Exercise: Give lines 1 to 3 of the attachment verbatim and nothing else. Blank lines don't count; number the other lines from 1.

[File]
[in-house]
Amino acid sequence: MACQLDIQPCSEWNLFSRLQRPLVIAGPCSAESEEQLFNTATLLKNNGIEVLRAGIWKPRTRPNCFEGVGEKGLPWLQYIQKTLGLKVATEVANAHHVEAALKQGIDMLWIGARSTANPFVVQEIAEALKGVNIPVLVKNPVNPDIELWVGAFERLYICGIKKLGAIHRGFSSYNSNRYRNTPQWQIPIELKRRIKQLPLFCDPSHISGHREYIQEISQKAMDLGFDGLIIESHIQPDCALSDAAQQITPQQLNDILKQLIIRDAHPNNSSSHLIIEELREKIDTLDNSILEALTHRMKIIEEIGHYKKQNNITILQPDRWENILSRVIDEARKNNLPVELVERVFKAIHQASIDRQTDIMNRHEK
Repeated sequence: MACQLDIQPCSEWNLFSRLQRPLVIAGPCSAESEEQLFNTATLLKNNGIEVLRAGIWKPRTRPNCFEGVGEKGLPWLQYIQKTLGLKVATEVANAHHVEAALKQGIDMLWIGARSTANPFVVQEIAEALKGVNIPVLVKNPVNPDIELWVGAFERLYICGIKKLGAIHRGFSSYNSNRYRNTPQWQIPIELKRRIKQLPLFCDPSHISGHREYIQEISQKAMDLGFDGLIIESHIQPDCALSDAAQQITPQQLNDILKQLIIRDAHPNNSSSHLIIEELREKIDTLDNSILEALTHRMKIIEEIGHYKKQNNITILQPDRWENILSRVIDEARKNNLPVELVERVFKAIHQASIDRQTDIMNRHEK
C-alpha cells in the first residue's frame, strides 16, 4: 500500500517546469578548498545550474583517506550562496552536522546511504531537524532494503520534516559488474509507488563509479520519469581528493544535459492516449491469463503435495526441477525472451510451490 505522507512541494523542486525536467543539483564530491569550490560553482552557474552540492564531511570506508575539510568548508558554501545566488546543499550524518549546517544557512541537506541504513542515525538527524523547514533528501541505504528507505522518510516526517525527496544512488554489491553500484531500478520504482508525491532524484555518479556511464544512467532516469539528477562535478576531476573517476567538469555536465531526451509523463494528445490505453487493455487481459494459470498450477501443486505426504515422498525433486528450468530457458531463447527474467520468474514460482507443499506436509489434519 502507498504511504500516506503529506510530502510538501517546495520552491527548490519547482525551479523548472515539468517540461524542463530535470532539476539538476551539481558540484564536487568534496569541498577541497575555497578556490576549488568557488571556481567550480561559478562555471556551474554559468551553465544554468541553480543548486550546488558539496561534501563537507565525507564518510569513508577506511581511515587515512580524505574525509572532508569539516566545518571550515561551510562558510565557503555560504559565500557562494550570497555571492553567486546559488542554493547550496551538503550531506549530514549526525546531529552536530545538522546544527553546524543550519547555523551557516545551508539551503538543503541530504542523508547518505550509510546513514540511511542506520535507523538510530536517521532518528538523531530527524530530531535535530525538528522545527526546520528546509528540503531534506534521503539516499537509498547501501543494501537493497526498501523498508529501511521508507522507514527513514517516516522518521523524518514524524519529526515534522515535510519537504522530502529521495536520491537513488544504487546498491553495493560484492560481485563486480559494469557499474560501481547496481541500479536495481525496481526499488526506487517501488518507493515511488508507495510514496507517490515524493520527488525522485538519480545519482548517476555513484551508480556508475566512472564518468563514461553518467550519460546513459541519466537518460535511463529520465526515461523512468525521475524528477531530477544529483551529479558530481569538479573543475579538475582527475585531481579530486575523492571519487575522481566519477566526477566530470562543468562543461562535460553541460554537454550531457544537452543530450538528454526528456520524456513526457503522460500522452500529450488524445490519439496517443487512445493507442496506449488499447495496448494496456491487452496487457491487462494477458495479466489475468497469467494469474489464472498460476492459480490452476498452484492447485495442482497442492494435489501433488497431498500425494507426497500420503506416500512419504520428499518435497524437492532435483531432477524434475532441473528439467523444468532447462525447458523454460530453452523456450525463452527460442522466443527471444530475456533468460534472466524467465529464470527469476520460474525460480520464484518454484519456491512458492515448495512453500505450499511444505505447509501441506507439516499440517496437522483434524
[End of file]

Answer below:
[in-house]
Amino acid sequence: MACQLDIQPCSEWNLFSRLQRPLVIAGPCSAESEEQLFNTATLLKNNGIEVLRAGIWKPRTRPNCFEGVGEKGLPWLQYIQKTLGLKVATEVANAHHVEAALKQGIDMLWIGARSTANPFVVQEIAEALKGVNIPVLVKNPVNPDIELWVGAFERLYICGIKKLGAIHRGFSSYNSNRYRNTPQWQIPIELKRRIKQLPLFCDPSHISGHREYIQEISQKAMDLGFDGLIIESHIQPDCALSDAAQQITPQQLNDILKQLIIRDAHPNNSSSHLIIEELREKIDTLDNSILEALTHRMKIIEEIGHYKKQNNITILQPDRWENILSRVIDEARKNNLPVELVERVFKAIHQASIDRQTDIMNRHEK
Repeated sequence: MACQLDIQPCSEWNLFSRLQRPLVIAGPCSAESEEQLFNTATLLKNNGIEVLRAGIWKPRTRPNCFEGVGEKGLPWLQYIQKTLGLKVATEVANAHHVEAALKQGIDMLWIGARSTANPFVVQEIAEALKGVNIPVLVKNPVNPDIELWVGAFERLYICGIKKLGAIHRGFSSYNSNRYRNTPQWQIPIELKRRIKQLPLFCDPSHISGHREYIQEISQKAMDLGFDGLIIESHIQPDCALSDAAQQITPQQLNDILKQLIIRDAHPNNSSSHLIIEELREKIDTLDNSILEALTHRMKIIEEIGHYKKQNNITILQPDRWENILSRVIDEARKNNLPVELVERVFKAIHQASIDRQTDIMNRHEK